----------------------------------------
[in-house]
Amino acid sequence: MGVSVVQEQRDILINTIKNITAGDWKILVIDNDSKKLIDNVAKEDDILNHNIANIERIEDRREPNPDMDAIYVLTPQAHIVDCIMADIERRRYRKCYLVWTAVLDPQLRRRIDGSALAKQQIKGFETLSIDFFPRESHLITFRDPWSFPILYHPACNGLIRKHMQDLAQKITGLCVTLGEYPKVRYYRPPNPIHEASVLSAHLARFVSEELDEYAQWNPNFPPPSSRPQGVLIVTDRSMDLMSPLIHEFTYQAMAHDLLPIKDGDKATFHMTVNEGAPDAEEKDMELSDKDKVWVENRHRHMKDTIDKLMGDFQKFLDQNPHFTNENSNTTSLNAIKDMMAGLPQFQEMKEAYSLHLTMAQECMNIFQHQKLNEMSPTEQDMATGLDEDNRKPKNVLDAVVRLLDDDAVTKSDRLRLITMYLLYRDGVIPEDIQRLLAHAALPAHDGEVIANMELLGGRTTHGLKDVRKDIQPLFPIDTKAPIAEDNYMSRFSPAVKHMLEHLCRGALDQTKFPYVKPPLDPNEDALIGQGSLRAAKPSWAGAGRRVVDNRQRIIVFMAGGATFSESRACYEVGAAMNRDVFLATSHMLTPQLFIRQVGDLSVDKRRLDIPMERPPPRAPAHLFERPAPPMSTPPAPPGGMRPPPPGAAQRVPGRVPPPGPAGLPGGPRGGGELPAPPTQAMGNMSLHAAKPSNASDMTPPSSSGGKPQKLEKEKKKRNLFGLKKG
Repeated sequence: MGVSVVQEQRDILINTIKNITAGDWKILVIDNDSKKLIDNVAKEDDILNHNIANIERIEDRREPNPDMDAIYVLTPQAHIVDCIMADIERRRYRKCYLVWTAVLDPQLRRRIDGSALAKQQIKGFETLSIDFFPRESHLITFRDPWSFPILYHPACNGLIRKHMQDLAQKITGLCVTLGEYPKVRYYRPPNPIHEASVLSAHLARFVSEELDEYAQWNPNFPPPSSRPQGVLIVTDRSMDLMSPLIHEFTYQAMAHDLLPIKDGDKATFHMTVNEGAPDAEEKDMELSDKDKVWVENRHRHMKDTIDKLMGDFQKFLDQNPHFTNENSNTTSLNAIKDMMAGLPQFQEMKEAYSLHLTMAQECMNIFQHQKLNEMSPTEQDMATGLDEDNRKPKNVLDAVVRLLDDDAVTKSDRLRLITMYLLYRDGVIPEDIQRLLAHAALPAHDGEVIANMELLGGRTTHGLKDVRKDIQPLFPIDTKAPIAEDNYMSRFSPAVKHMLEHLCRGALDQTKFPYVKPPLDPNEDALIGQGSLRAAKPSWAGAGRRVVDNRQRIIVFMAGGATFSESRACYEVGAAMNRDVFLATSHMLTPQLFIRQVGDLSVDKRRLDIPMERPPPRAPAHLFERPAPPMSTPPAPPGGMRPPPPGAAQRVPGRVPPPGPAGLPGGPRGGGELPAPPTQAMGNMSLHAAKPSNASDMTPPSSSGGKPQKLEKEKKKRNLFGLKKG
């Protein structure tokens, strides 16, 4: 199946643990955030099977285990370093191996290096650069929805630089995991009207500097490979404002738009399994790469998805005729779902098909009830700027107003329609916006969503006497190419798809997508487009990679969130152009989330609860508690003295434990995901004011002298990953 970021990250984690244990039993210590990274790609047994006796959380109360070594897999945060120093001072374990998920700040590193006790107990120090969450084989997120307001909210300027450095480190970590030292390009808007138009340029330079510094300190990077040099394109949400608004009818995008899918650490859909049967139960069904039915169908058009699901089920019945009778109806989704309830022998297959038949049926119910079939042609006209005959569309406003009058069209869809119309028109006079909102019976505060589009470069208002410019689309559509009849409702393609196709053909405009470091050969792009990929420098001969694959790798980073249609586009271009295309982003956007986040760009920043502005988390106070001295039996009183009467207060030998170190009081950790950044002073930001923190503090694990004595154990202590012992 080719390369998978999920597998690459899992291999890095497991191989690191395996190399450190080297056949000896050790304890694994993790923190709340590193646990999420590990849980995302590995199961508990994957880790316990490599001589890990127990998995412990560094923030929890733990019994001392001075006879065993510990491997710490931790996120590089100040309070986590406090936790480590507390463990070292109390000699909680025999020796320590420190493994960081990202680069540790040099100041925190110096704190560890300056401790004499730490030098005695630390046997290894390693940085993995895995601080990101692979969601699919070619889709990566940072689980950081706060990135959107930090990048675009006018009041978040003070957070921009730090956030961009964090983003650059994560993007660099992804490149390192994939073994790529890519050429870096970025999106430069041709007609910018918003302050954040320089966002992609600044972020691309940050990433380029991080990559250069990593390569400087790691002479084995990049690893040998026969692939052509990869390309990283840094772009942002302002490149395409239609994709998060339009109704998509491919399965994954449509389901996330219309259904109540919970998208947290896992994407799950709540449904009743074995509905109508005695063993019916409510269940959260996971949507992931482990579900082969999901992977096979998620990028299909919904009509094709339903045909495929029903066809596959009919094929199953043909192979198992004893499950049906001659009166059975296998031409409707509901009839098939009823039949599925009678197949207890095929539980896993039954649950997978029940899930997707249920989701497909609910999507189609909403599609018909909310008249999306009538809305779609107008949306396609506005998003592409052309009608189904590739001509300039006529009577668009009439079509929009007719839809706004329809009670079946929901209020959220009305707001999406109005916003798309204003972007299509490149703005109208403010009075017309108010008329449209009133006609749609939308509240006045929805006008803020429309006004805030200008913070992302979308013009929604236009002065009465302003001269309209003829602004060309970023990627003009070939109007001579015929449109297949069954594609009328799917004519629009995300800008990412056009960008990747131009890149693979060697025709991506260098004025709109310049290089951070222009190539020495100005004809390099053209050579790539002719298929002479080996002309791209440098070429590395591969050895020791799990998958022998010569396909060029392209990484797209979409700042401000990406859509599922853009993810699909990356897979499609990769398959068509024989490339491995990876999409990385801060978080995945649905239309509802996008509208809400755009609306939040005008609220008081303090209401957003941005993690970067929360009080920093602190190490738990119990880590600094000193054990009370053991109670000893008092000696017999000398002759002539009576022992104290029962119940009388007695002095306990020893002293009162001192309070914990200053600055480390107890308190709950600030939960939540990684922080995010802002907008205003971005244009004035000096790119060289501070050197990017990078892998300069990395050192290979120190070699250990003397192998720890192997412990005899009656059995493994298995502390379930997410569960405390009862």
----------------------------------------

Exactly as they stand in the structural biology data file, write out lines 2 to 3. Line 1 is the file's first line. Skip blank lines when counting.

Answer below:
Amino acid sequence: MGVSVVQEQRDILINTIKNITAGDWKILVIDNDSKKLIDNVAKEDDILNHNIANIERIEDRREPNPDMDAIYVLTPQAHIVDCIMADIERRRYRKCYLVWTAVLDPQLRRRIDGSALAKQQIKGFETLSIDFFPRESHLITFRDPWSFPILYHPACNGLIRKHMQDLAQKITGLCVTLGEYPKVRYYRPPNPIHEASVLSAHLARFVSEELDEYAQWNPNFPPPSSRPQGVLIVTDRSMDLMSPLIHEFTYQAMAHDLLPIKDGDKATFHMTVNEGAPDAEEKDMELSDKDKVWVENRHRHMKDTIDKLMGDFQKFLDQNPHFTNENSNTTSLNAIKDMMAGLPQFQEMKEAYSLHLTMAQECMNIFQHQKLNEMSPTEQDMATGLDEDNRKPKNVLDAVVRLLDDDAVTKSDRLRLITMYLLYRDGVIPEDIQRLLAHAALPAHDGEVIANMELLGGRTTHGLKDVRKDIQPLFPIDTKAPIAEDNYMSRFSPAVKHMLEHLCRGALDQTKFPYVKPPLDPNEDALIGQGSLRAAKPSWAGAGRRVVDNRQRIIVFMAGGATFSESRACYEVGAAMNRDVFLATSHMLTPQLFIRQVGDLSVDKRRLDIPMERPPPRAPAHLFERPAPPMSTPPAPPGGMRPPPPGAAQRVPGRVPPPGPAGLPGGPRGGGELPAPPTQAMGNMSLHAAKPSNASDMTPPSSSGGKPQKLEKEKKKRNLFGLKKG
Repeated sequence: MGVSVVQEQRDILINTIKNITAGDWKILVIDNDSKKLIDNVAKEDDILNHNIANIERIEDRREPNPDMDAIYVLTPQAHIVDCIMADIERRRYRKCYLVWTAVLDPQLRRRIDGSALAKQQIKGFETLSIDFFPRESHLITFRDPWSFPILYHPACNGLIRKHMQDLAQKITGLCVTLGEYPKVRYYRPPNPIHEASVLSAHLARFVSEELDEYAQWNPNFPPPSSRPQGVLIVTDRSMDLMSPLIHEFTYQAMAHDLLPIKDGDKATFHMTVNEGAPDAEEKDMELSDKDKVWVENRHRHMKDTIDKLMGDFQKFLDQNPHFTNENSNTTSLNAIKDMMAGLPQFQEMKEAYSLHLTMAQECMNIFQHQKLNEMSPTEQDMATGLDEDNRKPKNVLDAVVRLLDDDAVTKSDRLRLITMYLLYRDGVIPEDIQRLLAHAALPAHDGEVIANMELLGGRTTHGLKDVRKDIQPLFPIDTKAPIAEDNYMSRFSPAVKHMLEHLCRGALDQTKFPYVKPPLDPNEDALIGQGSLRAAKPSWAGAGRRVVDNRQRIIVFMAGGATFSESRACYEVGAAMNRDVFLATSHMLTPQLFIRQVGDLSVDKRRLDIPMERPPPRAPAHLFERPAPPMSTPPAPPGGMRPPPPGAAQRVPGRVPPPGPAGLPGGPRGGGELPAPPTQAMGNMSLHAAKPSNASDMTPPSSSGGKPQKLEKEKKKRNLFGLKKG